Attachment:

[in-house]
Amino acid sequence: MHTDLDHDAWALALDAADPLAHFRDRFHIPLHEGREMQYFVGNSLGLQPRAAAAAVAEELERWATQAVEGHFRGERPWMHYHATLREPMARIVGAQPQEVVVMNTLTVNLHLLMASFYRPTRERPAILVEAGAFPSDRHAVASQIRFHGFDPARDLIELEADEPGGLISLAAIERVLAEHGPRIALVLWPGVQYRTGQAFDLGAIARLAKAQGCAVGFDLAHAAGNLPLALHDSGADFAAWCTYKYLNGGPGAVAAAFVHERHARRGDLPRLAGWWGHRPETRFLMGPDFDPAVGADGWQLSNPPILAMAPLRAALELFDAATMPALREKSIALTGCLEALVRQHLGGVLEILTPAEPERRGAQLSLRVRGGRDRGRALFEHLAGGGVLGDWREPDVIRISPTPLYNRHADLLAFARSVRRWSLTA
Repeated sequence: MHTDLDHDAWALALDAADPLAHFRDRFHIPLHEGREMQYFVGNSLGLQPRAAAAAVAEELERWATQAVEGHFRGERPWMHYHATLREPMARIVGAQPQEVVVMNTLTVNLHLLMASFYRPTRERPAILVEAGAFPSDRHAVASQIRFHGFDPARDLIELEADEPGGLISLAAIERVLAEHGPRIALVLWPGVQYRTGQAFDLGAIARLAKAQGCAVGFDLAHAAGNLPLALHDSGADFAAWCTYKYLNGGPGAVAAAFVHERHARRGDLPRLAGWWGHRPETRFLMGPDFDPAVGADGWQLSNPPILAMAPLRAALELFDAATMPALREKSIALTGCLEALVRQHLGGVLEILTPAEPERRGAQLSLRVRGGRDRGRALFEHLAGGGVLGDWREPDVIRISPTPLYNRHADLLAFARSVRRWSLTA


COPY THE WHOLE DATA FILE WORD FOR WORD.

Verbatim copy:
[in-house]
Amino acid sequence: MHTDLDHDAWALALDAADPLAHFRDRFHIPLHEGREMQYFVGNSLGLQPRAAAAAVAEELERWATQAVEGHFRGERPWMHYHATLREPMARIVGAQPQEVVVMNTLTVNLHLLMASFYRPTRERPAILVEAGAFPSDRHAVASQIRFHGFDPARDLIELEADEPGGLISLAAIERVLAEHGPRIALVLWPGVQYRTGQAFDLGAIARLAKAQGCAVGFDLAHAAGNLPLALHDSGADFAAWCTYKYLNGGPGAVAAAFVHERHARRGDLPRLAGWWGHRPETRFLMGPDFDPAVGADGWQLSNPPILAMAPLRAALELFDAATMPALREKSIALTGCLEALVRQHLGGVLEILTPAEPERRGAQLSLRVRGGRDRGRALFEHLAGGGVLGDWREPDVIRISPTPLYNRHADLLAFARSVRRWSLTA
Repeated sequence: MHTDLDHDAWALALDAADPLAHFRDRFHIPLHEGREMQYFVGNSLGLQPRAAAAAVAEELERWATQAVEGHFRGERPWMHYHATLREPMARIVGAQPQEVVVMNTLTVNLHLLMASFYRPTRERPAILVEAGAFPSDRHAVASQIRFHGFDPARDLIELEADEPGGLISLAAIERVLAEHGPRIALVLWPGVQYRTGQAFDLGAIARLAKAQGCAVGFDLAHAAGNLPLALHDSGADFAAWCTYKYLNGGPGAVAAAFVHERHARRGDLPRLAGWWGHRPETRFLMGPDFDPAVGADGWQLSNPPILAMAPLRAALELFDAATMPALREKSIALTGCLEALVRQHLGGVLEILTPAEPERRGAQLSLRVRGGRDRGRALFEHLAGGGVLGDWREPDVIRISPTPLYNRHADLLAFARSVRRWSLTA